Family law court can be an emotional and difficult place to be, but it doesn’t have to be. Houston family law attorneys knows the court system inside and out and will do everything in their power to make sure that you have your side of the story heard before it’s too late. These 5 biases show up in family law court all the time, and if you know about them ahead of time, you can save yourself quite a bit of stress (and money).
1) The Myth of a 50/50 Custody Split
One of the most prevalent myths about custody is that judges want to see parents split their children’s time evenly. While 50/50 splits are sometimes used as a starting point for negotiations, there is no rule stating that judges will automatically choose an equal custody arrangement. Sometimes it might work best for one parent to have primary custody with liberal visitation rights for both parents; other times, a judge may opt to use his or her discretion and hand full control over to one parent.
2) Ignoring Parental Preference
Of course, most of these biases can be prevented by a clear understanding of what your local legal system is and isn’t willing to consider. For instance, if you’re a parent who regularly chooses to stay home with your children rather than sending them off to daycare, you may find yourself at a disadvantage when it comes time for custody decisions; but that doesn’t mean those choices are wrong or inferior; it just means that courts don’t necessarily understand why parents choose certain paths.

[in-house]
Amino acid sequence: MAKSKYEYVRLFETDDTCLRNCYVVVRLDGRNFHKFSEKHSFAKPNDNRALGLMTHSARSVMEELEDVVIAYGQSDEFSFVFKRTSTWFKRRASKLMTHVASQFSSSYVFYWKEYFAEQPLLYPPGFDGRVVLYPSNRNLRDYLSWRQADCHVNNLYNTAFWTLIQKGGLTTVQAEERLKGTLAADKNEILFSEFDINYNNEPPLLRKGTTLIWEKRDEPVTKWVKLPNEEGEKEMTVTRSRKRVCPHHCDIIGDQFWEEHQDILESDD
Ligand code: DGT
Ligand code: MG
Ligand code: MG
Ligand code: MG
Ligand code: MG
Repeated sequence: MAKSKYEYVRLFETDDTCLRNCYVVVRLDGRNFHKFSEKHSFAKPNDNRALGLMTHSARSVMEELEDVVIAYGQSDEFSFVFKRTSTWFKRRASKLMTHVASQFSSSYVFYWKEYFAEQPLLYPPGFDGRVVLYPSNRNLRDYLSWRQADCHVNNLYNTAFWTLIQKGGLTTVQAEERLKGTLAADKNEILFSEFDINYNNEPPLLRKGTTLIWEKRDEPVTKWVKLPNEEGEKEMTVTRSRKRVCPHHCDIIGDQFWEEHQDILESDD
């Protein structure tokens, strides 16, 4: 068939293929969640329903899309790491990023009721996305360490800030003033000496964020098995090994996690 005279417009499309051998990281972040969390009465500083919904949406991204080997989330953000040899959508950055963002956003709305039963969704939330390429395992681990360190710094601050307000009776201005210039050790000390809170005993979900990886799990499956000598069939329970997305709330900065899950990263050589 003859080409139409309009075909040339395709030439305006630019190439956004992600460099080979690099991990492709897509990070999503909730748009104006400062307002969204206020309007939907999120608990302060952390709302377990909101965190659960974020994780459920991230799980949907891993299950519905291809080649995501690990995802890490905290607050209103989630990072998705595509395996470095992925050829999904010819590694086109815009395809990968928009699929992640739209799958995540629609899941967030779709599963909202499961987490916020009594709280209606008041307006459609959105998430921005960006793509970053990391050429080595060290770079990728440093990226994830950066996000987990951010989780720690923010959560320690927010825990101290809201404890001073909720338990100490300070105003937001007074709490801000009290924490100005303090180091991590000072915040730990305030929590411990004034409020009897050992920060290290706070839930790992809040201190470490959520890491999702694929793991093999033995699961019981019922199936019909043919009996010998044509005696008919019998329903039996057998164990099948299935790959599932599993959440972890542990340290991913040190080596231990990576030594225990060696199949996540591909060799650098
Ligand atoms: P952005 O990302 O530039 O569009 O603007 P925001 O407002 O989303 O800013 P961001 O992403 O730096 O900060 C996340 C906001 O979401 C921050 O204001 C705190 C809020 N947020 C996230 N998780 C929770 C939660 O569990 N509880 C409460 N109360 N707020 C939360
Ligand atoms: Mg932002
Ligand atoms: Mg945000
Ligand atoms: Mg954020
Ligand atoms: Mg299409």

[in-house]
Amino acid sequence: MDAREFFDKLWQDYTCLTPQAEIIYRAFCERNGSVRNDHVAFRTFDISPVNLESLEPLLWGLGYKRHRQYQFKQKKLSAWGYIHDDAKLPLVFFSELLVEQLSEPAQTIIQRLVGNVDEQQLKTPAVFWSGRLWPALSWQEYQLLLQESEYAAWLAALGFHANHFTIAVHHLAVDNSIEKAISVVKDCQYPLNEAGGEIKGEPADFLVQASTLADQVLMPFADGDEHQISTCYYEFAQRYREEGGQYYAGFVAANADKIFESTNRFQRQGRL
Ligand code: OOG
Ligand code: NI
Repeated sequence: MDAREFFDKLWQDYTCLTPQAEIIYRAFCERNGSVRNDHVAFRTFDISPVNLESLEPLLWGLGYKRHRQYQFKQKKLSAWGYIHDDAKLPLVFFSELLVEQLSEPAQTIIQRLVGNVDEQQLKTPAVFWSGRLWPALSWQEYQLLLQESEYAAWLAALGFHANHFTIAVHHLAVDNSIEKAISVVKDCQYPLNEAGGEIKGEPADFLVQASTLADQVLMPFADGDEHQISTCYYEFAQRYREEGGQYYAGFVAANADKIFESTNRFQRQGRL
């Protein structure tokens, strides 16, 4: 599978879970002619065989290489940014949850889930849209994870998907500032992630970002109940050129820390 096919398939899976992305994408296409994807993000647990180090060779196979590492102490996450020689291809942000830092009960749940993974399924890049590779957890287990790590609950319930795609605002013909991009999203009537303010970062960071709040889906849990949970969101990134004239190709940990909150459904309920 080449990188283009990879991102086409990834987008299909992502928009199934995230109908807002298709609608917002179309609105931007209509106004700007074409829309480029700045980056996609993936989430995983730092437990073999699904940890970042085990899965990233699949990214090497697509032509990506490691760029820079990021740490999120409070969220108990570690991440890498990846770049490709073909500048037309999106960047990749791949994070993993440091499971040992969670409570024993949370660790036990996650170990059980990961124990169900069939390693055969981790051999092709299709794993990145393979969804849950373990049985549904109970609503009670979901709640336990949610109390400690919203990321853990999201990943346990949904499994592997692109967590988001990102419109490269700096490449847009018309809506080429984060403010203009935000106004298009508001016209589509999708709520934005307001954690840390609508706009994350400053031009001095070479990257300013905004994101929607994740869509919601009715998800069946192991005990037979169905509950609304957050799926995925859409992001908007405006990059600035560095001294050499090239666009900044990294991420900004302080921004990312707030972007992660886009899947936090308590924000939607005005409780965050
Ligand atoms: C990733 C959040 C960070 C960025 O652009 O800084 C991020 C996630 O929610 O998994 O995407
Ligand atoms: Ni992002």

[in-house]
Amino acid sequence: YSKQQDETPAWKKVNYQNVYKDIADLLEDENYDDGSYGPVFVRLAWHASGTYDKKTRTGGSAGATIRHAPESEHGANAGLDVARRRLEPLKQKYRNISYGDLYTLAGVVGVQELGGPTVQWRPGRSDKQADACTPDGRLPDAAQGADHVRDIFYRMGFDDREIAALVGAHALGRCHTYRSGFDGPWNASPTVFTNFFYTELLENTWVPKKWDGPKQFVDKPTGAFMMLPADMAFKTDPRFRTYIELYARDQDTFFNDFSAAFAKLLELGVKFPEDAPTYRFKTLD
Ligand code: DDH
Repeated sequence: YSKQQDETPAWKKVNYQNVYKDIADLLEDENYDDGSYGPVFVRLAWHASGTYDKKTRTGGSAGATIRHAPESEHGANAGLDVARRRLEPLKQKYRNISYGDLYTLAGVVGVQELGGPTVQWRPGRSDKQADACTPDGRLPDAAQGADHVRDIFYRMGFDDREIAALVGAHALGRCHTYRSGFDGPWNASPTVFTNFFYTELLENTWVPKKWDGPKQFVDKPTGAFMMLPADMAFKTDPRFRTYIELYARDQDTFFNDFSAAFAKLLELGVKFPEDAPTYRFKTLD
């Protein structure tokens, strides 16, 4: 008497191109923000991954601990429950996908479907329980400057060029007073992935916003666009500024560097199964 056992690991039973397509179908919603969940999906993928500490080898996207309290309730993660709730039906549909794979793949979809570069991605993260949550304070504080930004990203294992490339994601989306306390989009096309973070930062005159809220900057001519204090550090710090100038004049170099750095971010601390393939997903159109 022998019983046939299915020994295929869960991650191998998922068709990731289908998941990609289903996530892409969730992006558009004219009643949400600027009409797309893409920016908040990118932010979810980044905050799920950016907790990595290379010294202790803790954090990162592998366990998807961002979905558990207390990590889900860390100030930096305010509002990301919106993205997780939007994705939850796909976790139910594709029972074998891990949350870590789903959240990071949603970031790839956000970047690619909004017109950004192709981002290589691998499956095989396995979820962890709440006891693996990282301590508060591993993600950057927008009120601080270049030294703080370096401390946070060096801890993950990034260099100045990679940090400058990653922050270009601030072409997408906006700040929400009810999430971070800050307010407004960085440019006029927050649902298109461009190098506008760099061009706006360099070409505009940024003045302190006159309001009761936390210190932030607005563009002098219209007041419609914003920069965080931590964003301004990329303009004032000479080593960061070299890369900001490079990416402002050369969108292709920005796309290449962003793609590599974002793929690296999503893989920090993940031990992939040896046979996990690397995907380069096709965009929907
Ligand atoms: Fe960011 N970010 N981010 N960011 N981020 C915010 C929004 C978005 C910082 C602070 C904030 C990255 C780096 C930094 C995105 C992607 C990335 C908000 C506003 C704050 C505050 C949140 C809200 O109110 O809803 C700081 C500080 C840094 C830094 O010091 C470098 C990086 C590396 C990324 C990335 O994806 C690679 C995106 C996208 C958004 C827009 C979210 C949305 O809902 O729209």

3) Underestimating Effects of Parental Alienation
Parental alienation is real may sound like a statement from a 1950s sitcom, but it’s actually a very serious issue. When one parent tries to convince a child that he or she doesn’t have to live with or speak to another parent, they are engaging in what is known as parental alienation.
4) Standardized Assessment Bias
Many lawyers fail to look beyond standardized assessments when recommending what they believe to be an appropriate custody arrangement in the Houston family law. Often, these tests and questionnaires result in only one option: joint legal custody (where both parents share equal decision-making rights and equal involvement in their children’s lives).
5) Un-Cashed Life Insurance Policies
Before your mother passed away, she named you as a beneficiary to her life insurance policy. Unfortunately, you haven’t been able to find it. Now that she’s gone, and you want to cash out her life insurance policy, there’s one big problem: You don’t know where your mom kept it.